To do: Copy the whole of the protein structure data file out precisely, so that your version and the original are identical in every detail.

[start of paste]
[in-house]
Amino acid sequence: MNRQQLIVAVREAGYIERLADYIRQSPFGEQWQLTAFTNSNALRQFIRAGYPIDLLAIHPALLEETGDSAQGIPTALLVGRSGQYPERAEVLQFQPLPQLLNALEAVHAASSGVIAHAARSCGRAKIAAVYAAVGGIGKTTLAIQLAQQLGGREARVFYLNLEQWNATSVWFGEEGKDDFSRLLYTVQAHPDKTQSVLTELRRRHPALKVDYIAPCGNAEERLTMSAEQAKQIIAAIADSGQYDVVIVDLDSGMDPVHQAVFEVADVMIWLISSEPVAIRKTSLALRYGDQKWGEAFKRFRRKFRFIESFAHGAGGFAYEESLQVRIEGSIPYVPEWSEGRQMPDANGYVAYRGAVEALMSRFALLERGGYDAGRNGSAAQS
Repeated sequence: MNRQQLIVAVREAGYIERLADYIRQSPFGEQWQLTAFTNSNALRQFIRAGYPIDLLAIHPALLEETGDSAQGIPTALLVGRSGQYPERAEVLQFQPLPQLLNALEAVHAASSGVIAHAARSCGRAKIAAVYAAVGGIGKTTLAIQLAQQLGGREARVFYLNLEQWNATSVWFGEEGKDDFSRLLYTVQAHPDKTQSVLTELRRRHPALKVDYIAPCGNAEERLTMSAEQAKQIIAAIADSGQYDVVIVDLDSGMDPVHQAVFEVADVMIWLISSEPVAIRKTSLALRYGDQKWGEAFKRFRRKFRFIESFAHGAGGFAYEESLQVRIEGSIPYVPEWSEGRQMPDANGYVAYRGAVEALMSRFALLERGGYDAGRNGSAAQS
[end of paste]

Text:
[in-house]
Amino acid sequence: MNRQQLIVAVREAGYIERLADYIRQSPFGEQWQLTAFTNSNALRQFIRAGYPIDLLAIHPALLEETGDSAQGIPTALLVGRSGQYPERAEVLQFQPLPQLLNALEAVHAASSGVIAHAARSCGRAKIAAVYAAVGGIGKTTLAIQLAQQLGGREARVFYLNLEQWNATSVWFGEEGKDDFSRLLYTVQAHPDKTQSVLTELRRRHPALKVDYIAPCGNAEERLTMSAEQAKQIIAAIADSGQYDVVIVDLDSGMDPVHQAVFEVADVMIWLISSEPVAIRKTSLALRYGDQKWGEAFKRFRRKFRFIESFAHGAGGFAYEESLQVRIEGSIPYVPEWSEGRQMPDANGYVAYRGAVEALMSRFALLERGGYDAGRNGSAAQS
Repeated sequence: MNRQQLIVAVREAGYIERLADYIRQSPFGEQWQLTAFTNSNALRQFIRAGYPIDLLAIHPALLEETGDSAQGIPTALLVGRSGQYPERAEVLQFQPLPQLLNALEAVHAASSGVIAHAARSCGRAKIAAVYAAVGGIGKTTLAIQLAQQLGGREARVFYLNLEQWNATSVWFGEEGKDDFSRLLYTVQAHPDKTQSVLTELRRRHPALKVDYIAPCGNAEERLTMSAEQAKQIIAAIADSGQYDVVIVDLDSGMDPVHQAVFEVADVMIWLISSEPVAIRKTSLALRYGDQKWGEAFKRFRRKFRFIESFAHGAGGFAYEESLQVRIEGSIPYVPEWSEGRQMPDANGYVAYRGAVEALMSRFALLERGGYDAGRNGSAAQS